Here’s What Wall Street Doesn’t Get About Apple

January 15, 2016, 1:31 PM UTC
Wall Street Illustrations
A bull statue stands in the Financial District near the New York Stock Exchange in New York, U.S., on Friday, Dec. 18, 2009. U.S. stocks rose, trimming a weekly loss for the Standard & Poor's 500 Index, after better-than-estimated profit at Oracle Corp. and Reseach In Motion Ltd. boosted technology companies. Photographer: Daniel Acker/Bloomberg via Getty Images
Photograph by David Acker — Bloomberg via Getty Images

“There are two Apples: AAPL, the stock, and Apple, the company.”

So wrote Neil Cybart, an insurance industry analyst turned Apple blogger, in a post published Monday and mailed to his Above Avalon subscribers.

Knowing how obsessed traders are with the quarterly ups and downs of iPhone sales, and with the possibility that Apple has nothing nearly as big as the iPhone up its sleeve, I knew exactly what Cybart meant.

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In fact, the AAPL (AAPL) vs. Apple idea is so familiar to me, I didn’t read any further.

So I’m indebted to John Gruber, the dean of Apple bloggers, for using his Daring Fireball newsfeed to highlight two paragraphs from deep in Monday’s 2,100-word post, when Cybart gets to the crux of what Wall Street doesn’t understand about Apple:

“Just as Wall Street is nervous about AAPL’s changing revenue sources, Apple’s ultimate success is built on that very ideal. Even though Apple was the “iPod company” yesterday and the “iPhone company” today, management’s goal is to make sure that Apple will one day be known as something else, such as the “car company” or the “personal transport company.” This isn’t to suggest that Apple will change its culture and mission statement depending on where growth can be found. Instead, management looks to enter product categories that make it possible to advance Apple’s goal of making technology more personal. In the beginning, such a goal was achieved with the Mac but soon included the iPod, then iPhone and iPad, and now Apple Watch. […]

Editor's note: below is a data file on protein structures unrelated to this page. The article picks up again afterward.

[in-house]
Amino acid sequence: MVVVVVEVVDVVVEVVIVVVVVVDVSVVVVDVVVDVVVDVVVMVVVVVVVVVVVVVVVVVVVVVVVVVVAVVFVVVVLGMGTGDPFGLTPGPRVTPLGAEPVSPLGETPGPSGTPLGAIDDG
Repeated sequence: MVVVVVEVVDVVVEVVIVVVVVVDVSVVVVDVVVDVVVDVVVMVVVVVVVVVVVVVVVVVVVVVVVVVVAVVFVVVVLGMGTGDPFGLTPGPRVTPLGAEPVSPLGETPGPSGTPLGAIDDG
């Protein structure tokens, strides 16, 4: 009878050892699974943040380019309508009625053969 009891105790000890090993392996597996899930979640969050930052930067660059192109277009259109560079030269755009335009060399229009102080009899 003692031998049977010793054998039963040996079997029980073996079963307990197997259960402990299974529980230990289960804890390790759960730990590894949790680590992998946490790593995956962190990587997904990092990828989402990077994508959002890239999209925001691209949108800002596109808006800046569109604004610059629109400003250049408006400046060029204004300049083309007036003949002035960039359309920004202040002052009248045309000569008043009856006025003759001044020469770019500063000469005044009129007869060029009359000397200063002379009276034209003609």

“While AAPL investors look at changing revenue sources and Apple entering new industries as risk factors, for Apple such characteristics are normal business and according to plan. It is this divide that will likely continue indefinitely, suggesting it is unwise to expect AAPL to one day begin to follow Apple. Just as a declining AAPL stock price is no indication of a struggling Apple, there will likely come a time when AAPL outperforms peers even though Apple, the company, may be struggling.”

WATCH: For more on Apple, check out the following Fortune video:

“Part of what makes Apple so interesting,” writes Gruber, “is that the company is so widely misunderstood.”

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